commercial banks have devoted increased attention to the concept of liability management. In this way the inter relationship between assets management and liabilities management is the determining factor in the context of profitability. In this connection there is need for the use of financial leverage to improve return on capital.LIABILITY MANAGEMENT 2. 1 . INTRODUCTION OF LIABILITY MANAGEMENT In recent years. A commercial bank serves as a financial intermediary between those having funds and those needing funds. Mobilization of deposits is become a challenging task for banks in these days. particularly since nationalization. A bank invests the funds raised from different creditors to earn income. Liabilities management is concerned with the activities related to the collection of funds from depositors and other creditors and the determination of an appropriate mix of these funds. In recent years special attention is being paid to liabilities management to improve the profitability of banks. Liabilities management stresses that a bank should consider the cost and risk of different sources of funds as well as the expected return on their investments. These activities involved some risk. Banks collect funds through different types of deposits having different maturities. While raising and lending funds banks have to consider liquidity and profitability factors. Large banks are stressing credit instead of assets conversion to meet their liquidity needs.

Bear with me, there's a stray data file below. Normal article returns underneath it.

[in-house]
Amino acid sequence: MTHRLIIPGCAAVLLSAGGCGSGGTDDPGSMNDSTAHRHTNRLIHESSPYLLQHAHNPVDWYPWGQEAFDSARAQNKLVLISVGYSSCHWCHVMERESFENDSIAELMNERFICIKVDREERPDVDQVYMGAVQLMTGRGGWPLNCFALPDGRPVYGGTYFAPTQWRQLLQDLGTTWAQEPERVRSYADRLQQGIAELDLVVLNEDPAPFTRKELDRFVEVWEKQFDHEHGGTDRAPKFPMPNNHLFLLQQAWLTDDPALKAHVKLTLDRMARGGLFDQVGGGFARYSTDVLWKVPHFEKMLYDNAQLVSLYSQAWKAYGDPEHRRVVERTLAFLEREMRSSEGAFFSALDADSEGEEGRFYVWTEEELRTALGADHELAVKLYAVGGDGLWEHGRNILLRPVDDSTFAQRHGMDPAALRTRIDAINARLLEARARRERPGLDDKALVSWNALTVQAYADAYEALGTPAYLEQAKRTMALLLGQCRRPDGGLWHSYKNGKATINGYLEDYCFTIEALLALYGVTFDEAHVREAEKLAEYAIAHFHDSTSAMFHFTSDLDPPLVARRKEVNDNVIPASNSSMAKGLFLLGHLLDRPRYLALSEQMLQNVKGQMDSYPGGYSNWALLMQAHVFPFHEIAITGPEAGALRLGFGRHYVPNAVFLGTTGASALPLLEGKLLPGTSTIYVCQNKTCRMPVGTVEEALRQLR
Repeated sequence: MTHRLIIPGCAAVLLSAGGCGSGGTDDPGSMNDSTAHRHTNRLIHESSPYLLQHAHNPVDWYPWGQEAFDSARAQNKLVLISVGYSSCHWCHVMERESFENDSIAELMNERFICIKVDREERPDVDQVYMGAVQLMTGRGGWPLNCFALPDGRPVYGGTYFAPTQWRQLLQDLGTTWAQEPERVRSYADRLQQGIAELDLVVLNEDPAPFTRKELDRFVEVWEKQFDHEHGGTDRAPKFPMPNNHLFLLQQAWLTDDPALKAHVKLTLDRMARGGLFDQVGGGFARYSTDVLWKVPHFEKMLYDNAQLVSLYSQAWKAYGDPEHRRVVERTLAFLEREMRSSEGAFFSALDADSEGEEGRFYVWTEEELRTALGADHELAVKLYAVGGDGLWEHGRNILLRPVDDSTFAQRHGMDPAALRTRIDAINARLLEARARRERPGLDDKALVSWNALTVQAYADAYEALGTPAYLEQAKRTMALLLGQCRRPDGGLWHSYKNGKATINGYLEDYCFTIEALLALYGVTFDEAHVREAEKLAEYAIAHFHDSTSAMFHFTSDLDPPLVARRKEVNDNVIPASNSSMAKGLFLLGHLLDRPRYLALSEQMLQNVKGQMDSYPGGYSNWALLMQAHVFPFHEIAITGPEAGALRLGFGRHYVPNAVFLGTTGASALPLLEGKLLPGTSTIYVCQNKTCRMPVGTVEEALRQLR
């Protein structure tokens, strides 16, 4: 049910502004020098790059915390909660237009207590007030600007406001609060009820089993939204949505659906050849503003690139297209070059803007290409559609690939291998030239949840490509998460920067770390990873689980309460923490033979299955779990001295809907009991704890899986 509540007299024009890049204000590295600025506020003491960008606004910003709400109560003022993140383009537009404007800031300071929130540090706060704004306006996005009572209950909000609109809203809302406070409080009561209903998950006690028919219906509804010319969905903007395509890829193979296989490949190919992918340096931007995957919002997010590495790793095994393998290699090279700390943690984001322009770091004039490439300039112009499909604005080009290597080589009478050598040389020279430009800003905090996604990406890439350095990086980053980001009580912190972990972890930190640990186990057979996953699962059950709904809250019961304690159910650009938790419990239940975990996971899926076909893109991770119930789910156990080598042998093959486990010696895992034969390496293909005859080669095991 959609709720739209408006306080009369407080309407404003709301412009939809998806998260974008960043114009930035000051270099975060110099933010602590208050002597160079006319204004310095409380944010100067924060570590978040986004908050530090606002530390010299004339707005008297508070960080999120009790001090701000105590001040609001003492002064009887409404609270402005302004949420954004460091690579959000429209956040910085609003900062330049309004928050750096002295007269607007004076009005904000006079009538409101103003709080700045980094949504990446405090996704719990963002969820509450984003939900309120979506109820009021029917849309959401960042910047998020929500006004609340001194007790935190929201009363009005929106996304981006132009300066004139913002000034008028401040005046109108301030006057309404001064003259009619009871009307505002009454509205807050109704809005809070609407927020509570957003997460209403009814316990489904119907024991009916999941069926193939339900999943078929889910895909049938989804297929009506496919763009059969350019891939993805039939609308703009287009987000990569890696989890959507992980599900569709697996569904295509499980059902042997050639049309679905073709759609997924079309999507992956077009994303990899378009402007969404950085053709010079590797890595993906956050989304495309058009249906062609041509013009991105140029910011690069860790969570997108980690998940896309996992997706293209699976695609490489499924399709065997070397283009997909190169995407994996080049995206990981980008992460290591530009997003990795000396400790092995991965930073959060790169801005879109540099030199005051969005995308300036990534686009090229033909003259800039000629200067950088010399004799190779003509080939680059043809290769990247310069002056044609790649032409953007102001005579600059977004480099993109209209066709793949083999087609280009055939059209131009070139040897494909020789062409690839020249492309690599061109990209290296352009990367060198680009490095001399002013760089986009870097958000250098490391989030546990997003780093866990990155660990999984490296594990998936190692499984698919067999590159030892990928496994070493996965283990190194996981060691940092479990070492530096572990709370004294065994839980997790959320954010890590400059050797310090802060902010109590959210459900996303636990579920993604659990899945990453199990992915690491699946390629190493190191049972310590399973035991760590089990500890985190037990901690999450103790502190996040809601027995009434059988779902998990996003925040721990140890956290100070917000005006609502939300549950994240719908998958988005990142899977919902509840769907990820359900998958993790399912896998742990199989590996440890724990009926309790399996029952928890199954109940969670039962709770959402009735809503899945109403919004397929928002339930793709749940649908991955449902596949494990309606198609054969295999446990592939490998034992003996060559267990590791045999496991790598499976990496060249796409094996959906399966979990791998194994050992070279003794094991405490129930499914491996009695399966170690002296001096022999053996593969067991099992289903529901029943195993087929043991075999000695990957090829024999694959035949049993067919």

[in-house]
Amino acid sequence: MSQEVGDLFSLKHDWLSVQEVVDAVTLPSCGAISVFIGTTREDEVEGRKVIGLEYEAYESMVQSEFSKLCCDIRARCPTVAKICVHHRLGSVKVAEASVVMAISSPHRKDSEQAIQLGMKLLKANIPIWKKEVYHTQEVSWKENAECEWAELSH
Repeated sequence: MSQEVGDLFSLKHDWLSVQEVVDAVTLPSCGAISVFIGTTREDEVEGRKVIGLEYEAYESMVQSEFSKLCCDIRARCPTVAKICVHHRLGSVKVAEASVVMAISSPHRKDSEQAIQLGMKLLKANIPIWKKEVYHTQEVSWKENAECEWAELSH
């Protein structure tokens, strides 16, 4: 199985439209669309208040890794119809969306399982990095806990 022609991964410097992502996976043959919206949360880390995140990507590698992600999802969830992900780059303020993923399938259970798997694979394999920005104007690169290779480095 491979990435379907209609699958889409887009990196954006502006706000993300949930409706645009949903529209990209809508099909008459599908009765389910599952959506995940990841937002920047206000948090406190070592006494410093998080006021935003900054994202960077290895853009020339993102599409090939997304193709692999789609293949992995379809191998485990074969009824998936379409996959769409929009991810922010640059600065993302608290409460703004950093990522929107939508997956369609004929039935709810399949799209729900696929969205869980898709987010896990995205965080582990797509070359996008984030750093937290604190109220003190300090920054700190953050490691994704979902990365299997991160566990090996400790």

choosing between deposits finances and non. i.deposit financing.LIABILITY MANAGEMENT The liability management involves:a) Choosing the source of financing to be used. 1 .e. b) Determining the amount of funds needed and c) Obtaining funds at lowest possible cost with the least risk exposure.